There are many factors that cause homes to have a higher market value than tax value. One thing is that the tax value of a new home is an estimate that is often done before the final finish out of the homes in the subdivision just to get a value on the record that is above the value of the land only value. As far as how long a builder can be expected to wait before selling at "rock bottom"; that depends on the financial strength of the builder. If his money is long-term, he can afford to wait...and actually, his financial strenght has a lot to do with what kind of home he may have built. I would think a strong builder most likely has not cut corners in building the home. The builder who may not have as much financial strength may be willing to drastically cut his price, but it may also be that his home had a few "corners cut" to save money there too.

It is best to involve a REALTOR who has experience in this area and is familiar with builders. If you are only looking for a bargain, you may not actually get what you are looking for. In the area of buying at rock bottom,
only the accurate stats combined with the other neighborhood information will tell you the direction to move toward.

I am happy to look at your area of interest and offer suggestions for sound strategy.

DiAnne Arnette, REALTOR
Keller Williams Realty
817 887-6885
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Terry Smith, Agent, Fort Worth, TX
Mon Dec 1, 2008
Tax valuations do not always follow market values. If the house is older the increases that the taxing department has done do not always keep up with market value. The best way to value a property is to have the realtor you are working with pull the sales in the neighborhood and help you analyse them in comparison to the house you are viewing. If it is a foreclosure they will already have an appraisal value and are usually trying to sell it within about 10% of the market value.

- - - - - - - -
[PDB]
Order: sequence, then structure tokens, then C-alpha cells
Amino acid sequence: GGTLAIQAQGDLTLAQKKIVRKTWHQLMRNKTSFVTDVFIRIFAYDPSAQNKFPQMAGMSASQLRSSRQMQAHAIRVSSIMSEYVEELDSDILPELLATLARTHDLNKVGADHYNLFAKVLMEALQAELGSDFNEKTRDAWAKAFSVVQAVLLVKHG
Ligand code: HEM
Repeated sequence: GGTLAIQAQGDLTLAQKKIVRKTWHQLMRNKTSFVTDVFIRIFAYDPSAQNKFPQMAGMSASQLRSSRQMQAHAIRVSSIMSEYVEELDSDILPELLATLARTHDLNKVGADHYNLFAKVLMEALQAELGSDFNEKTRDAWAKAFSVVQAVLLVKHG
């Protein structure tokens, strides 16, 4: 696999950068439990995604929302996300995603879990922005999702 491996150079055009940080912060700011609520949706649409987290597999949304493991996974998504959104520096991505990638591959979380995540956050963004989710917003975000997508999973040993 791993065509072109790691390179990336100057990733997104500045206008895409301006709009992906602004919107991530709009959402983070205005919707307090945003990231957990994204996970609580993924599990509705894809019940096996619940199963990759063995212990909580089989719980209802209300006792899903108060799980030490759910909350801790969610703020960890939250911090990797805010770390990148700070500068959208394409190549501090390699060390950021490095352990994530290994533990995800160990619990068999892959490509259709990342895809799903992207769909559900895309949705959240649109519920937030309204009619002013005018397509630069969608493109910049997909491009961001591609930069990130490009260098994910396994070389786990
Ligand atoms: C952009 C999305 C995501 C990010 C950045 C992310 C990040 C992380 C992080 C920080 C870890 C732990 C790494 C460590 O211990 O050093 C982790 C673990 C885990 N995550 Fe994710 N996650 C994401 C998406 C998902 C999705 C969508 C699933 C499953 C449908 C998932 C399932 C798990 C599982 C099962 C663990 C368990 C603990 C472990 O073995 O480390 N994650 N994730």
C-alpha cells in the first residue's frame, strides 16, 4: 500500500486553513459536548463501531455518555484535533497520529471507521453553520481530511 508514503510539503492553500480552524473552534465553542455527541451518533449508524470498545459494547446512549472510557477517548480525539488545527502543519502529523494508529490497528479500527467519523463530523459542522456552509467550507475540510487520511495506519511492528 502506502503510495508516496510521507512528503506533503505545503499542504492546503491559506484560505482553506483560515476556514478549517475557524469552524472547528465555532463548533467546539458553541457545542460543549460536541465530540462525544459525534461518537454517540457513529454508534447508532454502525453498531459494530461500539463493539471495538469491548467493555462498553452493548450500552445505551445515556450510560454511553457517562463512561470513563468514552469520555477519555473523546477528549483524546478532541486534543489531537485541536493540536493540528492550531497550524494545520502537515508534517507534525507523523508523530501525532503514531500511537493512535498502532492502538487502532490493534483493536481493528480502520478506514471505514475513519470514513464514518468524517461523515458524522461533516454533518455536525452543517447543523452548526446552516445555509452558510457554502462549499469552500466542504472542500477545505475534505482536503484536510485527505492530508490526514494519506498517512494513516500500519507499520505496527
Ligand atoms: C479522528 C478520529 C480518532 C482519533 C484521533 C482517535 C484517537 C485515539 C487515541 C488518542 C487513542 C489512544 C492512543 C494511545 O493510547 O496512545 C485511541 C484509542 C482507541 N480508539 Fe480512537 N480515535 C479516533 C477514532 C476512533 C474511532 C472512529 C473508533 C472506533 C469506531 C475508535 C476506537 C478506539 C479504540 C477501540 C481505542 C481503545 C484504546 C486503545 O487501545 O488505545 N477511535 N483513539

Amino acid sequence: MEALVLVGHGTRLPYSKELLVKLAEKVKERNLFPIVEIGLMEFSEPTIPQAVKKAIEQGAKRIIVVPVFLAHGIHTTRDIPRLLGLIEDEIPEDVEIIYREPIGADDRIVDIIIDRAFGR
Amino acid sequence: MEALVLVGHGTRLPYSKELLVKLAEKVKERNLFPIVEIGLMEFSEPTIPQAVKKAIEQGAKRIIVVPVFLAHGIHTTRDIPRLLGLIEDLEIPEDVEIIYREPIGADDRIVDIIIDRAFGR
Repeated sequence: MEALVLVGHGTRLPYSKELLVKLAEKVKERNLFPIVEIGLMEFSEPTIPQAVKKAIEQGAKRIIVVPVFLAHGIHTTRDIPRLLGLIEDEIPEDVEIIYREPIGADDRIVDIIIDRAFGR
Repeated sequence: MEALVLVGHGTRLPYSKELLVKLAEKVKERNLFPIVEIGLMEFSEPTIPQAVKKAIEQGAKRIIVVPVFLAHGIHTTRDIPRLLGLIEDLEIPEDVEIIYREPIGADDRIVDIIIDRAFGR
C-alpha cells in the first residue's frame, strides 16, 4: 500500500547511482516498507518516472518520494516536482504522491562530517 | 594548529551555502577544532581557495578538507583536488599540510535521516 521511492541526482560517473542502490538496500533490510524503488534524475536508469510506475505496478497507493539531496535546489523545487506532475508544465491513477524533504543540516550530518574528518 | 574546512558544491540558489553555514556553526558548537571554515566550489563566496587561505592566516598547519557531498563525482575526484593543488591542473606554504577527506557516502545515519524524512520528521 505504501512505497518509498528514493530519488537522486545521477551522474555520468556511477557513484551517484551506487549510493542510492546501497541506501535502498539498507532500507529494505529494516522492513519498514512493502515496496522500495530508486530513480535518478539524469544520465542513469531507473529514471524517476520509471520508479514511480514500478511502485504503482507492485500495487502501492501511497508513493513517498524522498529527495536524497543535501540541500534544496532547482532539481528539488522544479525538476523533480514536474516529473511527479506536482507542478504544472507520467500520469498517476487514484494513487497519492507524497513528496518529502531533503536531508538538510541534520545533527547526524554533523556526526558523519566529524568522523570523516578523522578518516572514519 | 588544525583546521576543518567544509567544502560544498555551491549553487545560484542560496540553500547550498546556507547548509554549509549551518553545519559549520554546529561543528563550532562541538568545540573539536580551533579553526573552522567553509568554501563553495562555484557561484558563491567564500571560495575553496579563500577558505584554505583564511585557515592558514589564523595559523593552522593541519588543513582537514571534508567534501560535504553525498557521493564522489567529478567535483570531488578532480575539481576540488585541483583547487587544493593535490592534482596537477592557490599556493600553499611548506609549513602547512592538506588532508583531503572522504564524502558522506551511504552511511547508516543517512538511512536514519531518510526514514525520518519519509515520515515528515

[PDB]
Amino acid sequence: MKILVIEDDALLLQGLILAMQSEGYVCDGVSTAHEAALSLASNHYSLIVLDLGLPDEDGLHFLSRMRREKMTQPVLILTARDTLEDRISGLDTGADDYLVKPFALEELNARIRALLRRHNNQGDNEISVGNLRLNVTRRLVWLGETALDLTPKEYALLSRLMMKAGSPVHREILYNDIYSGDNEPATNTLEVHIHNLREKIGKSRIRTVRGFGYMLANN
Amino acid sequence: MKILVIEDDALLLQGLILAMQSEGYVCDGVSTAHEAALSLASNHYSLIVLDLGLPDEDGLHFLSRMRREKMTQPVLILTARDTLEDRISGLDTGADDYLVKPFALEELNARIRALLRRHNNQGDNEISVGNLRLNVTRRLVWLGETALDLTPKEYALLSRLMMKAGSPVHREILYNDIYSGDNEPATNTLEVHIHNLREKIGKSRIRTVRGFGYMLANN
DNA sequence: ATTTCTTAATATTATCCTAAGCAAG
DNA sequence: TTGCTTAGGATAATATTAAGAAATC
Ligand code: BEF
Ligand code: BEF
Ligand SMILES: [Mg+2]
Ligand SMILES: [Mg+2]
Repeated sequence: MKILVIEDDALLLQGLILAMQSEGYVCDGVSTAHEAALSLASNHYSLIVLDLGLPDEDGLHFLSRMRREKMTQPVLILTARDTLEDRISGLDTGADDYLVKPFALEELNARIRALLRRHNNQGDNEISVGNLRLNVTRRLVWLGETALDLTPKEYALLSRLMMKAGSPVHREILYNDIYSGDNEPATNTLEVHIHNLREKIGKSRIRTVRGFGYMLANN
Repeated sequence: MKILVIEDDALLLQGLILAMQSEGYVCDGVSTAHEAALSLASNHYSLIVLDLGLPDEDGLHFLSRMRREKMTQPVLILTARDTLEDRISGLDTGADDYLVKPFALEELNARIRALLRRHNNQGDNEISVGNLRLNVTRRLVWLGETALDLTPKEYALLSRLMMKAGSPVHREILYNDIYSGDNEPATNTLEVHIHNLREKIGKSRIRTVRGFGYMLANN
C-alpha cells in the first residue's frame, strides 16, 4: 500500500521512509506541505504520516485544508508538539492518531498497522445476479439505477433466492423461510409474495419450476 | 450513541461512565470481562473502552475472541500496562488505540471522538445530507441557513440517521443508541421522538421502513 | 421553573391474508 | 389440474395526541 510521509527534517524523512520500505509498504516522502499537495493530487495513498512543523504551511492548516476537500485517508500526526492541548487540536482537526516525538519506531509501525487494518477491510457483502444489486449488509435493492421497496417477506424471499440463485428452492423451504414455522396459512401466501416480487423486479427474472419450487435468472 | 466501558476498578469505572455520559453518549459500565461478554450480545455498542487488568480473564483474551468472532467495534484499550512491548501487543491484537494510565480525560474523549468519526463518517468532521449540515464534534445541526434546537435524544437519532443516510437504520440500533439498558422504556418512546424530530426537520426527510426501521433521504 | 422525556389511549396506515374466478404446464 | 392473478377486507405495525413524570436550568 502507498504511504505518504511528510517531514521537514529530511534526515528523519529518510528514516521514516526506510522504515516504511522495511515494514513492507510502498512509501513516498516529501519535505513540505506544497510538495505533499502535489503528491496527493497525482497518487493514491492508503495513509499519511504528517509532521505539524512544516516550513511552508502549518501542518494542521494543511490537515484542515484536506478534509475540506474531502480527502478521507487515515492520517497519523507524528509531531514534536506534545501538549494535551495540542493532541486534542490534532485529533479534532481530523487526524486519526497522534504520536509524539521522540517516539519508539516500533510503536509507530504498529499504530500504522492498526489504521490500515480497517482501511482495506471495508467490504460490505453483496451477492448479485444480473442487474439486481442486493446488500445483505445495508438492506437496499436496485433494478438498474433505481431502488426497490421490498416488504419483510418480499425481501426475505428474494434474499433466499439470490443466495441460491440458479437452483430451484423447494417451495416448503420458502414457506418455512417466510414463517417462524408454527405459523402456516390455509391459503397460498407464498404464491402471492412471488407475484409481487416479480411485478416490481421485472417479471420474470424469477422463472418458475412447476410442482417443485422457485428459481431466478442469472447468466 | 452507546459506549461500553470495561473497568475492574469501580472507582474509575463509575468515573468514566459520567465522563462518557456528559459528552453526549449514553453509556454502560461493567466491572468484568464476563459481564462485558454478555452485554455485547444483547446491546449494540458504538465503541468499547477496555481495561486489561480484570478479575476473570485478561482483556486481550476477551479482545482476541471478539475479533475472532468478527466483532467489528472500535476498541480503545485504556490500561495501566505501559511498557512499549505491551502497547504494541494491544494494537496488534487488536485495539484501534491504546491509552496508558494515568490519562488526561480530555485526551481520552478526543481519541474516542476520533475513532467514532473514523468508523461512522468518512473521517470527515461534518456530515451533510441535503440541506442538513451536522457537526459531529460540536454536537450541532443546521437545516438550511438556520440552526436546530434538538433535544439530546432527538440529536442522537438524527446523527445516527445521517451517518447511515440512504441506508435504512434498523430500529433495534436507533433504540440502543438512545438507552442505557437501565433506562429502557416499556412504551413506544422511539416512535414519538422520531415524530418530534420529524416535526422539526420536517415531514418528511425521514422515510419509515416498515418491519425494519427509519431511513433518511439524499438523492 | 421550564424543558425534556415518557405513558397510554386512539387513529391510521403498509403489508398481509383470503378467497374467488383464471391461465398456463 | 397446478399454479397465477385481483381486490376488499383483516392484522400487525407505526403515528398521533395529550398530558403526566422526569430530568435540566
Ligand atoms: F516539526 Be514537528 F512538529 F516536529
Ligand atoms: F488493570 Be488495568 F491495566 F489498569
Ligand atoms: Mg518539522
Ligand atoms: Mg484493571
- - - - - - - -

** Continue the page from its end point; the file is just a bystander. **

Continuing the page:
I hope that answers your question. If not please feel free to contact me.

Terry Smith
RE/MAX Achievers
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Dallas Texas, Agent, Dallas, TN
Mon Dec 1, 2008
I am a Dallas realtor and Dallas home loan mortgage officer.

Happy to assist you in your search assisting you with all answers to questions you have.

Texas has a homestead exemption therefore the tax value WILL be less than appraised value. Each home "stands alone" when a realtor has to comp values, areas are all different. Detail history of property is also taken in account with research involved.

In order for a realtor to assit you must have lender approval, all offers are supported with mortgage broker authored statement what you can qualify for a loan.

There are many properties below market value with equity, some may require home improvements while others are move in quality. Presenting an offer matter of a realtor who works on your behalf, never purchase direct from builder, seller, listing agent, have your own agent.

Real estate is confusing for the consumer seasoned veterans can work with your personal specifications for short and long term goals for home ownership

Contact my office
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T.E. & Naima…, Agent, Dallas, TX
Mon Dec 1, 2008
Don't give too much credibility to the tax assessed value when it comes to making an offer on a home. The right thing to do is to have YOUR REALTOR do a market analysis on the home that you like, visit it, and together decide how much the home is worth to you, then decide on an offer amount.

Your Realtor can also find out how much is owed on a house etc...

If you don't have a Realtor, I will be happy to assist you. Feel free to contact me at 214-289-8555 or